A year later, how people feel about pandemic policies -- and why they feel that way
When North Carolina Governor Roy Cooper issued a statewide Emergency Declaration a year ago -- on March 10th, 2020 -- some residents called it overreach; some thought it good pandemic policy. Whether the broad-based business and school closures were necessary to slow the spread of Covid-19 is also a point of contention. WHQR’s Rachel Lewis Hilburn talks with some local residents about how they view the policies of the last year – and explores what a year’s worth of data reveals about what works.
Meet Daniel Mask. He’s a retired sales recruiter and a current balloon artist. You know, those twisty balloons that show up at kids’ parties?
DM: I love Christmas and St Patrick's day... It's a lot of fun. And I do a lot of leprechauns.
He left Charlotte and moved to Brunswick County near the end of 2020 because of the pandemic.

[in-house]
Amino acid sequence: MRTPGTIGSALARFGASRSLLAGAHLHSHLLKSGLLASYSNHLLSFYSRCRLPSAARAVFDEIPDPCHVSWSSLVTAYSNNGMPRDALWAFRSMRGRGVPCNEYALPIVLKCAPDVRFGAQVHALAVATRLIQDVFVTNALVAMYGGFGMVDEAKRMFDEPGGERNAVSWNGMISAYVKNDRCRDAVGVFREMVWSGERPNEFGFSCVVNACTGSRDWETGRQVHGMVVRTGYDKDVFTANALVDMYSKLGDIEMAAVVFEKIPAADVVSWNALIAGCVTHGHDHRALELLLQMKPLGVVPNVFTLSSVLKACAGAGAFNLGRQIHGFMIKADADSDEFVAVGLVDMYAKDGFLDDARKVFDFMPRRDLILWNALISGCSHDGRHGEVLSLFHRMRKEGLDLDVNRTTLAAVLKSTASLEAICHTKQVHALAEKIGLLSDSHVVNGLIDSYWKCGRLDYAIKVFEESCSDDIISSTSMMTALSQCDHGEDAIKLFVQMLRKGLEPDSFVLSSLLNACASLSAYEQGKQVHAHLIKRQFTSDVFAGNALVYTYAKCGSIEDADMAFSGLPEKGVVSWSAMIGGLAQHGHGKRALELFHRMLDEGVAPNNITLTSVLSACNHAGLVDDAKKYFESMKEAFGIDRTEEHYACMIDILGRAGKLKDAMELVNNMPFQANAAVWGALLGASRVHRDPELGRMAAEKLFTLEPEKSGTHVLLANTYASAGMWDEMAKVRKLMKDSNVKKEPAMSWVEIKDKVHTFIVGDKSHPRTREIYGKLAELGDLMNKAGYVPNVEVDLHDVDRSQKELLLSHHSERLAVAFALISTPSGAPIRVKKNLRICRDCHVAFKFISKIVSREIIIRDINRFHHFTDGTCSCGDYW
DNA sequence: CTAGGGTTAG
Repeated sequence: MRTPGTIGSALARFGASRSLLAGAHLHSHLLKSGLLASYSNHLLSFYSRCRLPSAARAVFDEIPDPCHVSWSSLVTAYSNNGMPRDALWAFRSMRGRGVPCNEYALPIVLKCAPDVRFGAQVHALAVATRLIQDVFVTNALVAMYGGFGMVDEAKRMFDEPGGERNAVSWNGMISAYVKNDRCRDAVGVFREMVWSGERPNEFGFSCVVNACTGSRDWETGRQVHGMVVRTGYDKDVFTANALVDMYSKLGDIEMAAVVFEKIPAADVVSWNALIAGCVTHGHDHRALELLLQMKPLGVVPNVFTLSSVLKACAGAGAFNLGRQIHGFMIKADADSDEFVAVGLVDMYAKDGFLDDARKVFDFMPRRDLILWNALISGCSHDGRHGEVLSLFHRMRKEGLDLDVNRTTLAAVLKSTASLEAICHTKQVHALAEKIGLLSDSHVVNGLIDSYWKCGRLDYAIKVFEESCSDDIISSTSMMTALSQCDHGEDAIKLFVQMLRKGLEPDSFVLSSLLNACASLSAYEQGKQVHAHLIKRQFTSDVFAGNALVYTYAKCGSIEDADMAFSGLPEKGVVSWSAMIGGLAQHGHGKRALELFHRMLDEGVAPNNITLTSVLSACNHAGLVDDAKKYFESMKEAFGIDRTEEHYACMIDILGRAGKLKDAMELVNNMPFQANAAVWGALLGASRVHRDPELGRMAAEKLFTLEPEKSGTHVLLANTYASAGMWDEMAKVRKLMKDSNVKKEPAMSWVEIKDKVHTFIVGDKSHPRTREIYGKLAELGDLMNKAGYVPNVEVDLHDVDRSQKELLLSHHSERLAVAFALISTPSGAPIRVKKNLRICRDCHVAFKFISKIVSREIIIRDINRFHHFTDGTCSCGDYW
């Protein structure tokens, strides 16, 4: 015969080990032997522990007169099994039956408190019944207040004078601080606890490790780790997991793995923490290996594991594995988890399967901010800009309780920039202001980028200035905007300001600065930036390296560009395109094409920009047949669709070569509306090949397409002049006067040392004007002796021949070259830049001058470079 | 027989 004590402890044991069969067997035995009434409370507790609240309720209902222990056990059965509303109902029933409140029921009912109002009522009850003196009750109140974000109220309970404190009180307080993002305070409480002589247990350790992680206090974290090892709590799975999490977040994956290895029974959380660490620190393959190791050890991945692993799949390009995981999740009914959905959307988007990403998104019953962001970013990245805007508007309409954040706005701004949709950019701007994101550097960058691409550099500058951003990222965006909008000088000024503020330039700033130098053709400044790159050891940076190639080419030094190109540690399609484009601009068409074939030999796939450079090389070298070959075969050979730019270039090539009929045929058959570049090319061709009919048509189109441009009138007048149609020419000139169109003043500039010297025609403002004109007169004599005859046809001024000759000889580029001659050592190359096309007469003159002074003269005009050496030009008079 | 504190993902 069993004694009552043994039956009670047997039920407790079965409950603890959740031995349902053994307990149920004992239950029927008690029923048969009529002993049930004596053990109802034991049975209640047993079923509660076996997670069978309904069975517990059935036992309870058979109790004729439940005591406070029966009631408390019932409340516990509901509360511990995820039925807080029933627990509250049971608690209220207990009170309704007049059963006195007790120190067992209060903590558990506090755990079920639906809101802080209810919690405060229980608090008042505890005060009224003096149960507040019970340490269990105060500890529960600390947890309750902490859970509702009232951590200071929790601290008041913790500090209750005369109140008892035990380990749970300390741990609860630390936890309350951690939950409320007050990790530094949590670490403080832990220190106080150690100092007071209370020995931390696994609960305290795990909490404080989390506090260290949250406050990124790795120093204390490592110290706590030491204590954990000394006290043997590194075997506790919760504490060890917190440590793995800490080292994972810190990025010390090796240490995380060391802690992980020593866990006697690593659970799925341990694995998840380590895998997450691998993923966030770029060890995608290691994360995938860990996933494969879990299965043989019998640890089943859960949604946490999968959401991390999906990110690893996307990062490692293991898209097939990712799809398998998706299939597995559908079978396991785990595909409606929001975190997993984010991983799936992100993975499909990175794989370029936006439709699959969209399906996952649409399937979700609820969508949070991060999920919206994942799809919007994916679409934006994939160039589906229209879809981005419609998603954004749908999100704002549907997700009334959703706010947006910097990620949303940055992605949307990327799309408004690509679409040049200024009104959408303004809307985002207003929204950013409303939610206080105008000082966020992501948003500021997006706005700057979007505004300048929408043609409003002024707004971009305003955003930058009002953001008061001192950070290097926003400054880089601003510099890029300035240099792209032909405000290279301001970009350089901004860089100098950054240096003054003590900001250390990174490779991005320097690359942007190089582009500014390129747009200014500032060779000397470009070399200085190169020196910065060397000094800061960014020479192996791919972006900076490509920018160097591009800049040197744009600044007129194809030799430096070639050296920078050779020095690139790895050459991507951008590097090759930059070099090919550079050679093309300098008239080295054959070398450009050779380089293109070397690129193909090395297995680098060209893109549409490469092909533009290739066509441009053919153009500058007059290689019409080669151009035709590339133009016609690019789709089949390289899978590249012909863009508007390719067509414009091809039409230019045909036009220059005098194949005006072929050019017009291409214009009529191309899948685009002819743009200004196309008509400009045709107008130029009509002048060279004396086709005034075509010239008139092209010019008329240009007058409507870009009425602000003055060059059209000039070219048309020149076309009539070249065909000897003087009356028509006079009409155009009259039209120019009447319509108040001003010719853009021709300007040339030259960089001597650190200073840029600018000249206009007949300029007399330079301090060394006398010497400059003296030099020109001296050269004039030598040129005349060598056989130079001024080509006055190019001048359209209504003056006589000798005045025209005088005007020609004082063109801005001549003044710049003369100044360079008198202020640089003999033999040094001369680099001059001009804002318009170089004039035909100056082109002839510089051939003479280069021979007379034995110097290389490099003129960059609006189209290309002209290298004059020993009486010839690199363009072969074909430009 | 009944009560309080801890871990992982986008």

DM: There's a million people in Charlotte... There's only a hundred thousand or less here and it's not as dense.
Let’s be clear: his name, Daniel Mask, is real. And it conveniently reflects his beliefs about slowing the spread of Covid-19. He’s most definitely a mask-wearer. And last year, he just wasn’t comfortable with the behavior he saw around Charlotte.
DM: And it was pretty bad there, you know, a lot of millennials, people weren't wearing masks and not really taking care of themselves.
And when the Governor ordered many businesses to close, Mask says it had to be done.
DM: I mean, I suffered badly. I lost my business... I had a business that I built up for 12 years and I lost everything.
William Kramer retired to Brunswick County from New York in 2003. He says he’s fine with what he calls common sense measures, but the Governor’s decision to shut down bars and restaurants, gyms and movie theaters – that’s overreach.